Things seem to move a bit slower in Dalmatia and nobody seems to mind. We rescheduled twice, then showed up an hour late to visit Frano Miloš in his winery in Pelješac. He greeted us on this blistering 100 degree day with a big smile and welcomed us into his winery, where he explained his philosophy on making wine. Keep it natural, intervene minimally, and don’t let the wood barrels have too much impact on the wine. Actually he explained that the big Slavonian (Croatian) wood barrels he employs in his cavernous winery only act as vessels for aging and microoxidation, which smooth the tannins on his Plavac Mali. Then he ages them, first in the barrel then for quite a while in the bottle, before he presents them to the public. While others are serving up young versions with jagged tannins, his are remarkably smooth and elegant, without compromising any body or character.
Miloš’ vineyards are situated on the steep, rocky hillsides of the Pelješac peninsula, facing the Adriatic Sea. He’s tending the plants by hand, as if there’s any other option on these jagged slopes. His basic Miloš Plavac is coming from the middle section of the hillsides while Stagnum, his top wine, comes from the top position of the vineyards. The slopes are steep and sunny, and the valley between hills creates an environment which allows plenty of wind to pass through, thus cooling off the grapes from the scorching sun. He’s got 15 hectares in total under vine, and employs only natural winegrowing, without the use of chemicals or pesticides. Of course, it has to be this way for him to round out the remainder of his philosophy- using indigenous yeasts from the vineyards for fermentation.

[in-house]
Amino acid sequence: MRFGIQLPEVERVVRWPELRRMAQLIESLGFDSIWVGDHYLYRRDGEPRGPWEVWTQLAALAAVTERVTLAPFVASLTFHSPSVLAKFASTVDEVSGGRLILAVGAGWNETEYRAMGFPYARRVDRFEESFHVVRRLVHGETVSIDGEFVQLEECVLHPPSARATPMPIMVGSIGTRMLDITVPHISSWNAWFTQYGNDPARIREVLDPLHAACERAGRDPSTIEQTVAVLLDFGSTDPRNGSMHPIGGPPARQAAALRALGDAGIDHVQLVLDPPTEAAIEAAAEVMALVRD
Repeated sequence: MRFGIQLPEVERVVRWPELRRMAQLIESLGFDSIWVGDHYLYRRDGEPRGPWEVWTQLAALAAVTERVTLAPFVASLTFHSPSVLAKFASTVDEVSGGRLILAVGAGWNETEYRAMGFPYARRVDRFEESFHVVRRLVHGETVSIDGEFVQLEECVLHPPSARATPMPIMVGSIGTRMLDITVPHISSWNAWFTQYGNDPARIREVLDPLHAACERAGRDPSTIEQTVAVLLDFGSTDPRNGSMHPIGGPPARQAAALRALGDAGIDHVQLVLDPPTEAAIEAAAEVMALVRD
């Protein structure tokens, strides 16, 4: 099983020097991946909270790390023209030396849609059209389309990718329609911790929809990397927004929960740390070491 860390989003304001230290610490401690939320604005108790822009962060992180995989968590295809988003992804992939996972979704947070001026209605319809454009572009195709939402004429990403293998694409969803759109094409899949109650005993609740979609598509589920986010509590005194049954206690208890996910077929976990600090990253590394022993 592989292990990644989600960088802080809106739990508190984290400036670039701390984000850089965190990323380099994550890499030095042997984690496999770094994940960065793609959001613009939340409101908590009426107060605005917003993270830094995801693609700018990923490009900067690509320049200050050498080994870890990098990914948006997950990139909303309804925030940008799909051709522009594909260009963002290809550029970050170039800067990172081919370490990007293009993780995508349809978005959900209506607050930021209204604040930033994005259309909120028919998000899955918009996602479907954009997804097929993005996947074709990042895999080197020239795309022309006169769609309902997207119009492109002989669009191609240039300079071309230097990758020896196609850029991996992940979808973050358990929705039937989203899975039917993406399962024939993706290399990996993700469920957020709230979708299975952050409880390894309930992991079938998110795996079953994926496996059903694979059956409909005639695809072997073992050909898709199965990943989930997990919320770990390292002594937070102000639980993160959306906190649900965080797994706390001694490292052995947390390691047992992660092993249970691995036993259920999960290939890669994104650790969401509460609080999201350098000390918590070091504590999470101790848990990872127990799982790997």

After touring the winery, we moved into the tasting room where we tasted his wines and olive oil.
Stagum Rosé 2010– Very full bodied for a rosé, made from Plavac Mali. Creamy, and a little funky on the palate, I think this wine would almost serve better in a cordial-style application than as a light-bodied summery substitution for red wine. Some light tropical aromas and a bit of garden mint. Full malolactic fermentation on this wine creates a very creamy character, and eventually presents some candied strawberry notes. Definitely not an aperitif or picnic wine, much more for the rosé connoisseur looking for something interesting.
Plavac Mali 2008– Cracked black pepper and fresh cedar open the stage for this beautiful yet approachable plavac. The gingerbread man comes out from stage left, gracing the palate with all of the proper brown spices used for baking. The fruit’s in check too, calling forth black currant and baked plum. Really pretty, elegant and not too heavy.
Stagnum 2005 (Plavac Mali)– Incredible wine, my first impression is that it’s actually very floral on the nose, with graceful notes of violet and cocoa powder. I’m taken with this wine every time I taste it. The palate reinforces the tones picked up on the nose, and adds the layer of soft, silky tannins to round out the complexity. The fruit is in the background, with more earth and minerality coming forward, and baked plum and stewed fruit coming forth secondary. The tannins tighten up on the finish, like they’re tying up a bow on a pretty package. So elegant, this wine is a marvel in its category, making a believer out of me with a grape I don’t usually drink much of.
Stagnum 2003 (Plavac Mali)– Bring the funk. I totally love this wine for its rustic, barnyard aromas. Dried plum, dark chocolate, cocoa powder, and sweaty saddle. Tannins are still alive and well, but totally delicate, just adding enough texture to make it really interesting. This is totally cool wine reminiscent of this funk monster I used to drink from Salice Salentino in Puglia, Italy. Sexy in a very dirty way. I adore this wine, and had the chance to taste both a freshly opened bottle and one that was opened for three days, which had an incredible port-like quality to the matured fruits, and leads me to believe it will continue to age beautifully for quite a while yet.